It might not have had the glory of Rome (if you’re Italian) or Giants Stadium (if you’re Irish), and it lacked the authentic knife-edge competitive drama of both Bari and Croker, yet this latest meeting between two old foes was, in its own way, as remarkable as any which have come before.
It also marked a test of strength between age and youth, as the master Giovanni Trapattoni went head to head with the apprentice Cesare Prandelli. And guess who won? A clue: by night’s end, the small Irish support in a crowd of just over 21,000 were happily roaring “Oh Trapattoni, he used to be Italian but he’s Irish now”.
At the outset — and, indeed, for much of the game — the younger man appeared to have all the aces up his sleeve. Italy might have rested almost half the team which beat Estonia 3-0 in a European Championship qualifier at the weekend, but there were still some well-known names like Pirlo, Chiellini, Rossi and Pazzini in the starting 11. Not to mention the stellar trio of Buffon, Gilardino and Cassano on the bench.
By contrast, probably only Sean St Ledger and Keith Andrews would be guaranteed a place in a Trapattoni first 11 but, once again, the manager could call on buckets of commitment, as exemplified by the presence in the side of Stephen Hunt and Darren O’Dea, barely three days after they’d required pain-killing injections to get them through the rigours of Skopje.
Inside Standard Liege’s compact but atmospheric home, it was strictly David versus Goliath stuff in the stands, Belgium’s huge ex-pat Italian community turning out in force for a chance to see their beloved Azzurri in the flesh and totally eclipsing the hardy band of Irish fans huddled behind one of the goals. Still, there was a special reward for Davy Keogh’s loyalty to the cause, the best-known member of the Green Army reporting FAI boss John Delaney was paying for him and three mates to travel back to Dublin on the team flight. It must have been a happy final trip of the international season for all concerned.
Sheeting rain, accompanied by rolling thunder and flashes of lightning, failed to dilute the enthusiasm of the huge Italian support at the start last night but, by half-time, the tifosi were already reduced to shrill whistling, frustrated first by Irish physicality and then by the fact that the opposition had the temerity to take the lead, admittedly almost wholly against the run of play.
As expected, the Italians pretty much monopolised possession but the final ball repeatedly let then down on the slick surface as the Irish defended in numbers against a side which had given its full-backs license to overlap at will.
In fairness, Paul McShane was seen crossing the half-way line too — confirmation that this was definitely a friendly — but Ireland were mainly reduced to feeding off scraps, though Seamus Coleman was doing his best to get some forward momentum into the team.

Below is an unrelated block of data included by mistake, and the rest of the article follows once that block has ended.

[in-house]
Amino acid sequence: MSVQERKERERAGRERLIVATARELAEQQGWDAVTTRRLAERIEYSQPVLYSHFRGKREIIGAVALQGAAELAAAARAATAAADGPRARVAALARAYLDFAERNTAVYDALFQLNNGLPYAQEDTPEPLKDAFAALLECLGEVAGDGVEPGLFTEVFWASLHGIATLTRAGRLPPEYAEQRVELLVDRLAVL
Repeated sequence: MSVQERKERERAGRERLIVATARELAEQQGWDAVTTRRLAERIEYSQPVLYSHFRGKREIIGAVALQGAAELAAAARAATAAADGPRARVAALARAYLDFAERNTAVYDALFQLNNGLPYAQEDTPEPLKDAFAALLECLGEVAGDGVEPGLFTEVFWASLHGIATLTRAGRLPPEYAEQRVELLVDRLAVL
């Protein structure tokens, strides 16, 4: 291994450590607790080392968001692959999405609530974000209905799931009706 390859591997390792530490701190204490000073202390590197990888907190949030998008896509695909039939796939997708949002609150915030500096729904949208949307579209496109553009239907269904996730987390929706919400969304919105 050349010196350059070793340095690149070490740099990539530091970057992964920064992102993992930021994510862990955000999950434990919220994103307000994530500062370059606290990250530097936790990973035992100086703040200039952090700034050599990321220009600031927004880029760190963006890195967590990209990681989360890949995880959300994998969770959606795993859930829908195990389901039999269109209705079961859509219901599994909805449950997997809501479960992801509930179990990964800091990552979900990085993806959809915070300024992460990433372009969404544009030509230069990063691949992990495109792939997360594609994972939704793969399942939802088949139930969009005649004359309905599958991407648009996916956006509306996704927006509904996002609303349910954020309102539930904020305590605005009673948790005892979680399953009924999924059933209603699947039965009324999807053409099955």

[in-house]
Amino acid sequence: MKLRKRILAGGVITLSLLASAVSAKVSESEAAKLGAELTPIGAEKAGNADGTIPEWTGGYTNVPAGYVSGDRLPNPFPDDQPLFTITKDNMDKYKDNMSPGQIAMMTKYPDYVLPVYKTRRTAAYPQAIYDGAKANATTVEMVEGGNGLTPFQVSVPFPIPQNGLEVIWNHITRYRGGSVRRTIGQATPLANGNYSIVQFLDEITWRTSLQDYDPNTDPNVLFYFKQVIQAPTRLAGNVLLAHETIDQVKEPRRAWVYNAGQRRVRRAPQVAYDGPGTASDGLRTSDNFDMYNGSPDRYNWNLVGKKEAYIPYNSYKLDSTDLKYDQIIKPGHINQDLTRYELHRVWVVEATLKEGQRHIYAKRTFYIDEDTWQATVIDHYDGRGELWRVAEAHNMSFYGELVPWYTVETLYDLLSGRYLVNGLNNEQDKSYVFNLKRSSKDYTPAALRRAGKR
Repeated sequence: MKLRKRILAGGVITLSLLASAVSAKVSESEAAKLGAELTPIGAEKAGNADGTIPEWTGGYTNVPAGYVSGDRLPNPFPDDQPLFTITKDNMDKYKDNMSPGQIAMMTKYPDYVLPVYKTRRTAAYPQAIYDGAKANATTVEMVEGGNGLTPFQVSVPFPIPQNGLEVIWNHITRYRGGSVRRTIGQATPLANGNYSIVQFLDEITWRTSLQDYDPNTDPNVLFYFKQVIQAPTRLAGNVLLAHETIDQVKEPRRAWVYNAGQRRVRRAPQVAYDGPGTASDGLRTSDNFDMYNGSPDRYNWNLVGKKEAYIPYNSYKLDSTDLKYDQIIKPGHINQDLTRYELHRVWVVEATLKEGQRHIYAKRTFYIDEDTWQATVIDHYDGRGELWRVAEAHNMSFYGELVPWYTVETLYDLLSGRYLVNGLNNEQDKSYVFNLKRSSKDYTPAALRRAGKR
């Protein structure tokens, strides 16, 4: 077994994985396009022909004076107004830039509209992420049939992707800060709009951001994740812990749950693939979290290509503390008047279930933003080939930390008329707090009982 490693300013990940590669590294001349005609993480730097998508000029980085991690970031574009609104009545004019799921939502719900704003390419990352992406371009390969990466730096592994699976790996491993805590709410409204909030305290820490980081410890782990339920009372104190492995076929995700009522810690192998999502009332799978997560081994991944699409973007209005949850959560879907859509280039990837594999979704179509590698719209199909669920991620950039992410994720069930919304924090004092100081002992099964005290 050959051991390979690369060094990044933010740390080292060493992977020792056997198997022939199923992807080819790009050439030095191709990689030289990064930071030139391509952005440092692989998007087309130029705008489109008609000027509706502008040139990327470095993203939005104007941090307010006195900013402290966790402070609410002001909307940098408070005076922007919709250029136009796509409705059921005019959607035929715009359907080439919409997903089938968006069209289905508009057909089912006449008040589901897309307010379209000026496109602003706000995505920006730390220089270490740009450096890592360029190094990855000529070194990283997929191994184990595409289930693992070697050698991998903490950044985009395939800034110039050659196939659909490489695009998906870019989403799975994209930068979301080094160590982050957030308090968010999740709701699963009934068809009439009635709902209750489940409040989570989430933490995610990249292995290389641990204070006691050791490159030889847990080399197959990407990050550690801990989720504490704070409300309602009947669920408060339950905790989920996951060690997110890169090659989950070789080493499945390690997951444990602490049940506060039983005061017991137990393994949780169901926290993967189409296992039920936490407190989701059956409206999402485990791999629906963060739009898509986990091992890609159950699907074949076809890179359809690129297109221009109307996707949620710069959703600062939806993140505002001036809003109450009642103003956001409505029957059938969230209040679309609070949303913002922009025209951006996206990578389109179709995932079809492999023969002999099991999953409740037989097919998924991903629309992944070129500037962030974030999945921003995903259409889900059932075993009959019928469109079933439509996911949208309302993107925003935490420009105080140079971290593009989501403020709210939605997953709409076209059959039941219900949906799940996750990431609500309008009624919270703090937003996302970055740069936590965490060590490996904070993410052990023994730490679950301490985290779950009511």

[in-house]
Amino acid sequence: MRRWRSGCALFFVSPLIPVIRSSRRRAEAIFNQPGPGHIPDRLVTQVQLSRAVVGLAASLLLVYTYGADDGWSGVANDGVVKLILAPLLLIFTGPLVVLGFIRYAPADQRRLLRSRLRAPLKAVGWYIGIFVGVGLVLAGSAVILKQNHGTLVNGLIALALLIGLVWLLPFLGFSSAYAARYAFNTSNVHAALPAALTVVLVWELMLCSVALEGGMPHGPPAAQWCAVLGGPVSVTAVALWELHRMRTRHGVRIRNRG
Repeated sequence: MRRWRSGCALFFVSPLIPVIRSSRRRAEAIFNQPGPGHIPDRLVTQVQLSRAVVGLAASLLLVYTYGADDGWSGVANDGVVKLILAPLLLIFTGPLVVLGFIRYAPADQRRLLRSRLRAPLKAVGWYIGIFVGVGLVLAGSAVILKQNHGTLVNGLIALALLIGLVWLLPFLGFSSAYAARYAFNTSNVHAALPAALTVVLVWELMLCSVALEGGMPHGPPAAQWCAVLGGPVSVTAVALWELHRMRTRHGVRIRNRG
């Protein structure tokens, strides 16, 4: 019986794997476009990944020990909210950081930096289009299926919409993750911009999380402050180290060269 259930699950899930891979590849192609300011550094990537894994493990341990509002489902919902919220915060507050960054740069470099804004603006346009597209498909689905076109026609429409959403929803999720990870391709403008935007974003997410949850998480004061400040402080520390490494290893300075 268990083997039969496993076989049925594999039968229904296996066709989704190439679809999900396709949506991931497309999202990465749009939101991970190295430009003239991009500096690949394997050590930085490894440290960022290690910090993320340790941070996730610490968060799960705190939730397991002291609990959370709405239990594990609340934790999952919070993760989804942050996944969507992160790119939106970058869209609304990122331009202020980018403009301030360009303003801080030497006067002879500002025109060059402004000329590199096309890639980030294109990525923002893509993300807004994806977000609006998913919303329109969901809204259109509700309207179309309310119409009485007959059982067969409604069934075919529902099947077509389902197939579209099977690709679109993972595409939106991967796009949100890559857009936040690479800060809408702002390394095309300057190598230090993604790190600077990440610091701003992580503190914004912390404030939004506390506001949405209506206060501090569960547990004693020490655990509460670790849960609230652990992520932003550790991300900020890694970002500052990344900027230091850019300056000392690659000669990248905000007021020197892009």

The away strips meant it was all-whites versus all-blacks and, as far as the majority of the crowd were concerned, there could be no more obvious guide to who were the angels and who were the devils. Stephen Hunt’s typical over-tenacity earned him a yellow card for a rugged challenge on an unimpressed Pirlo while Keith Andrews was booked for dissent as Ireland sought to fight finesse with fire.
Yet for all Italy’s threat, it was a full half-hour in before David Forde was finally called into serious action on his full debut, the Galway man responding quickly to smother at the feet of Claudio Marchiso on one of the few occasions when an Italian passing move ended with a sight of goal.
At the other end, Shane Long was getting little out of the Italian defence, while his nominal strike partner Andy Keogh was having to spend most of his time dropping deep to shore up the midfield. But in the 35th minute, after referee Serge Gumieny penalised Allessandro Gamberino for a foul on Long, Ireland extracted full advantage. Twenty-five yards out, Hunt rolled the ball to Andrews and when, uncharacteristically, the Italians continued to stand off, the Blackburn man was able to shift the ball closer to goal before ripping a low shot past Emiliano Viviano to the corner of the net.
Both shaken and stirred, Italy added fresh legs and markedly more urgency to their game in the second half but, despite the one-way traffic, Forde remained largely untested until almost the very end of match. By then, the contest had virtually boiled down one of defence versus attack, something which played to the strengths of an Irish side which, under Trapattoni, has almost turned resilience into an art form. The crosses flew in and the efforts from distance kept on coming but, always, there was an Irish foot, head or even backside in the way to avert the danger. Darren O’Dea was especially commanding but not one the boys in black was found wanting with the Irish goal under extended siege.
In the 81st minute, the huge effort finally took its toll on O’Dea, who’d only been passed fit on the day of the game, Stephen Kelly coming on to see out the remaining minutes.
And see it out Ireland did — and in outstanding style. There was one minute of time to go, when with the Italians pushing forward en masse, Stephen Ward cleverly put Stephen Hunt clear into open space down the left. The tireless Wolves man needed no further invitation to drive for the line and, when he pulled the ball across the face of goal, there was Simon Cox — having raced half the length of the field to keep pace with Hunt — arriving on cue to finish superbly from close range.
It was a stunning goal to finish another night when Ireland stunned Italy on a football pitch. They really must be sick of the sight of us.
Subs for Ireland: Whelan for Foley 60, Cox for Long 60, Treacy for Keogh 75, Kelly for O’Dea 83, Delaney for Ward 90.
Subs for Italy: Palambo for Pirlo 46, Rossi for Matri 47, Gilardino for Pazzini 58, Giovinco for Nocerino 59, Balzeretti for Cruscito 65.